Reuse A Rusty Mattress Spring To Attract More Birds To Your Yard

So, you're wondering what to do with an old mattress spring. It's a relic from dreamy nights, now apparently begging to be tossed into the nearest dumpster. But wait just a minute — don't be hasty to chunk it out yet. What if you could turn this seemingly useless piece of junk into a bird magnet for your yard? Yes, with its spiral coils and a touch of vintage charm, that old bed spring can embark on a glorious second act as a nest starter for your feathered friends. And it doesn't take much. Simply give the spring a once-over to smooth out any hazards, load it with natural nesting materials, and then hang it where birds are most likely to drop by.

This DIY not only breathes new life into your old bed springs, but also turns your yard into a bird paradise. And at what cost? Pretty much nothing — you're essentially getting crafty with what you already have in your house and yard. Throw in a bird feeder and a water fountain nearby and voila, you've set up an irresistible stopover for a broad variety of birds. The real treat is watching birds zip in and out, gathering bits for their nests. Plus, attracting more birds to your yard means a boost in pollination and reduced bug populations. Take warblers, for instance — they munch on aphids, caterpillars, and leafhoppers that mess with your veggies. Doesn't that sound like a win-win?

Making a nest starter for your yard using an old mattress spring

Repurposing an old bed spring into a bird nest starter begins with inspecting the spring for sharp bits that might harm your feathered friends. Snip or bend them away with wire cutters or pliers, and smooth anything jagged with a file. Next, scavenge for the finest nesting materials right in your backyard — think natural, like the stuff birds pick in the wild: dried grass, moss, leaves, and even sheep wool. Just make sure it's all chemical-free.

Now, secure chicken wire to the broader section of the spring to keep your nest-building supplies from slipping through. You could even add a couple of wires stretched from the top to the bottom on the opposite sides. Then, take all those gathered materials and mix them up into one big stuffing that you can start packing into the spring, layer by layer. Stuff it tightly enough to withstand a breezy day, but loose enough so birds can easily pull out bits for their new homes.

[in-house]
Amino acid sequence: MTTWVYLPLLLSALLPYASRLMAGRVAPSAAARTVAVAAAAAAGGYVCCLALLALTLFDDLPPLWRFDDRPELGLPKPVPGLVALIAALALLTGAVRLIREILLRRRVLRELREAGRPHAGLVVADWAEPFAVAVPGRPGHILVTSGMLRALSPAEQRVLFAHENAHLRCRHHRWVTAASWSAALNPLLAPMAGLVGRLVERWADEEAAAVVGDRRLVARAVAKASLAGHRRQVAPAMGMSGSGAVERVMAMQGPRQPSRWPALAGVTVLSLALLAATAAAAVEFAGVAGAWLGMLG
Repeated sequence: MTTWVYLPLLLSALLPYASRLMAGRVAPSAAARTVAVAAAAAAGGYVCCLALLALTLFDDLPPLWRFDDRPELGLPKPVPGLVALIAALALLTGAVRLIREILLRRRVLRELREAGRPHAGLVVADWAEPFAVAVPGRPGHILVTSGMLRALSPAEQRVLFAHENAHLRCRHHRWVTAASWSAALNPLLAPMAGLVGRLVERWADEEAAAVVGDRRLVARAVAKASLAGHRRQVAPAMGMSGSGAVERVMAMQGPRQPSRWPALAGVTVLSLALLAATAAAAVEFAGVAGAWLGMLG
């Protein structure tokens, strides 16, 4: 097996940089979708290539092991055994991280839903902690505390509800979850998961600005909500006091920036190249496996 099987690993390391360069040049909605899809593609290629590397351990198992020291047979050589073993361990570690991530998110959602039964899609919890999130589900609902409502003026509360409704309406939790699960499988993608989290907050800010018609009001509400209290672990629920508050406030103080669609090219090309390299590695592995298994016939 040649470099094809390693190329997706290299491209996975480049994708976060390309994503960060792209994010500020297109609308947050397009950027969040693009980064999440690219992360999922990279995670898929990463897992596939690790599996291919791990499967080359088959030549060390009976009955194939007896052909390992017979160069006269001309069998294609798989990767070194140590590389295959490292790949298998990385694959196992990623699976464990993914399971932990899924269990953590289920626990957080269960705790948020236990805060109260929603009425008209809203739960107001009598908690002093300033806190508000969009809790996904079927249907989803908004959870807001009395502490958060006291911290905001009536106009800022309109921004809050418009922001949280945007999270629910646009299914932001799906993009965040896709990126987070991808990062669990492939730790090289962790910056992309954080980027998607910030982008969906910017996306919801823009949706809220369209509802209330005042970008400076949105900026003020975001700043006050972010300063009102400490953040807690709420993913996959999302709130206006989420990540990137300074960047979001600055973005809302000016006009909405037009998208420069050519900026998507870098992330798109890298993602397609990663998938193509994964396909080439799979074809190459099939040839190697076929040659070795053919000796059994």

When it comes to hanging your DIY nest starter, go the simple route of securing it to something solid with a string or ribbon, or, if you're feeling a bit more DIY, attach a metal hook on there. Wondering about the perfect spot to nestle this creation? Consider a tree, shrub, or even a standalone shepherd hook in an area where the wind won't turn it into a merry-go-round; too much swinging around will deter those winged pals.

Considerations for this DIY

When it comes to decking the bed spring with the best nest materials, there are a couple of options to steer clear of. Dryer lint, for example, harbors cleaning chemicals, not to mention it breaks down when drenched. Human hair and pet fur? If they've been treated with chemicals, that's a thumbs down, too. Anything long and stringy can be a trap for birds unless you snip them into tiny, manageable pieces. Plus, you could tailor the nest filler to fit the preferences of the birds you're keen on luring in. Hummingbirds have a thing for spider silk, while flycatchers and swallows are all about that soft fluff, like chicken feathers, in their homes. 

Now, for that extra touch, set up a bird bath and feeder close to the nest starter. In the event you lack something solid for the base, hang the bed spring with the wider part up top so the nesting goodies you've tucked in stay put. Once in a while, check your DIY nest starter to ensure it's insect and mold-free. You must also freshen up the nesting materials when they start to dwindle. Of course, your little nest starter won't be in use year-round by the birds. So why not make it multipurpose? When the nesting season is out, clear out the materials and flip the spring into a bird feeder come winter — you only need to secure a birdseed ball to the broader end.